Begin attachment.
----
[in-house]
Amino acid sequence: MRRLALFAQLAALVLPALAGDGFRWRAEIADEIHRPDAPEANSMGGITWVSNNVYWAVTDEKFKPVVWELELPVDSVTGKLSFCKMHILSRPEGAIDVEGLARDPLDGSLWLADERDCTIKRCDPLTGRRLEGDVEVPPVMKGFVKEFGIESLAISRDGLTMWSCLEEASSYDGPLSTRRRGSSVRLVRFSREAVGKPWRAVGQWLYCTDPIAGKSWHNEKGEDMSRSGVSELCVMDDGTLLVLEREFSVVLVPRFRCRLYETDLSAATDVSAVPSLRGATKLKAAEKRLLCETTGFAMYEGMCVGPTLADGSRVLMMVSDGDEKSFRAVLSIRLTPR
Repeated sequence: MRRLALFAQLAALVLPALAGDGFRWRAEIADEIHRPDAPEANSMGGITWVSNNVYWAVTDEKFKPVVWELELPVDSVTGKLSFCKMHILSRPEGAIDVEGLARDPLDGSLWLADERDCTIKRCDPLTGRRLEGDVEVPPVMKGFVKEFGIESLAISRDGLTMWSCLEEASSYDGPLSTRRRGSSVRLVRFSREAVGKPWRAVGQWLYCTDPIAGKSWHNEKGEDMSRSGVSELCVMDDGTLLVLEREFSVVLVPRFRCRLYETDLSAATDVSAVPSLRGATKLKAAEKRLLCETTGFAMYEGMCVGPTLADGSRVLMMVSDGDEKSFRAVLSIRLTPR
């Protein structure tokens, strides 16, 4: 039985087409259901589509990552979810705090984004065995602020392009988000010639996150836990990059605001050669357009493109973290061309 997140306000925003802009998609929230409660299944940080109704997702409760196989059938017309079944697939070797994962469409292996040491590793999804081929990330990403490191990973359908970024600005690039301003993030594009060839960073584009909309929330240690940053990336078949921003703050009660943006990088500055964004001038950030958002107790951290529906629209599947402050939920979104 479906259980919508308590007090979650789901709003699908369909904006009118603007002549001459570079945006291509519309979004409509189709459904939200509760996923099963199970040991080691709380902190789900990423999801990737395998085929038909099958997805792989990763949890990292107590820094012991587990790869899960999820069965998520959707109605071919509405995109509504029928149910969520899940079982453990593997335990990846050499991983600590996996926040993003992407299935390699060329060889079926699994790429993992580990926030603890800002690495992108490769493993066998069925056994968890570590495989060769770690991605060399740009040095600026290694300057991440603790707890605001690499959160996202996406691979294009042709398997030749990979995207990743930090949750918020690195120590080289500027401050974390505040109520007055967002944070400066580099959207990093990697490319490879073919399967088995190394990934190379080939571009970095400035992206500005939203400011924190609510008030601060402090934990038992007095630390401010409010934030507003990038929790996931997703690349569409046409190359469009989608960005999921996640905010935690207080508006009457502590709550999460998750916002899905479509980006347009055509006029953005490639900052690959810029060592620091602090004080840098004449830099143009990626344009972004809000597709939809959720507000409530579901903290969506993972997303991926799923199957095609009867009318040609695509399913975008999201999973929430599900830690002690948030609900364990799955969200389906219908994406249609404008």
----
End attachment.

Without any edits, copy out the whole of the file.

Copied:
[in-house]
Amino acid sequence: MRRLALFAQLAALVLPALAGDGFRWRAEIADEIHRPDAPEANSMGGITWVSNNVYWAVTDEKFKPVVWELELPVDSVTGKLSFCKMHILSRPEGAIDVEGLARDPLDGSLWLADERDCTIKRCDPLTGRRLEGDVEVPPVMKGFVKEFGIESLAISRDGLTMWSCLEEASSYDGPLSTRRRGSSVRLVRFSREAVGKPWRAVGQWLYCTDPIAGKSWHNEKGEDMSRSGVSELCVMDDGTLLVLEREFSVVLVPRFRCRLYETDLSAATDVSAVPSLRGATKLKAAEKRLLCETTGFAMYEGMCVGPTLADGSRVLMMVSDGDEKSFRAVLSIRLTPR
Repeated sequence: MRRLALFAQLAALVLPALAGDGFRWRAEIADEIHRPDAPEANSMGGITWVSNNVYWAVTDEKFKPVVWELELPVDSVTGKLSFCKMHILSRPEGAIDVEGLARDPLDGSLWLADERDCTIKRCDPLTGRRLEGDVEVPPVMKGFVKEFGIESLAISRDGLTMWSCLEEASSYDGPLSTRRRGSSVRLVRFSREAVGKPWRAVGQWLYCTDPIAGKSWHNEKGEDMSRSGVSELCVMDDGTLLVLEREFSVVLVPRFRCRLYETDLSAATDVSAVPSLRGATKLKAAEKRLLCETTGFAMYEGMCVGPTLADGSRVLMMVSDGDEKSFRAVLSIRLTPR
């Protein structure tokens, strides 16, 4: 039985087409259901589509990552979810705090984004065995602020392009988000010639996150836990990059605001050669357009493109973290061309 997140306000925003802009998609929230409660299944940080109704997702409760196989059938017309079944697939070797994962469409292996040491590793999804081929990330990403490191990973359908970024600005690039301003993030594009060839960073584009909309929330240690940053990336078949921003703050009660943006990088500055964004001038950030958002107790951290529906629209599947402050939920979104 479906259980919508308590007090979650789901709003699908369909904006009118603007002549001459570079945006291509519309979004409509189709459904939200509760996923099963199970040991080691709380902190789900990423999801990737395998085929038909099958997805792989990763949890990292107590820094012991587990790869899960999820069965998520959707109605071919509405995109509504029928149910969520899940079982453990593997335990990846050499991983600590996996926040993003992407299935390699060329060889079926699994790429993992580990926030603890800002690495992108490769493993066998069925056994968890570590495989060769770690991605060399740009040095600026290694300057991440603790707890605001690499959160996202996406691979294009042709398997030749990979995207990743930090949750918020690195120590080289500027401050974390505040109520007055967002944070400066580099959207990093990697490319490879073919399967088995190394990934190379080939571009970095400035992206500005939203400011924190609510008030601060402090934990038992007095630390401010409010934030507003990038929790996931997703690349569409046409190359469009989608960005999921996640905010935690207080508006009457502590709550999460998750916002899905479509980006347009055509006029953005490639900052690959810029060592620091602090004080840098004449830099143009990626344009972004809000597709939809959720507000409530579901903290969506993972997303991926799923199957095609009867009318040609695509399913975008999201999973929430599900830690002690948030609900364990799955969200389906219908994406249609404008």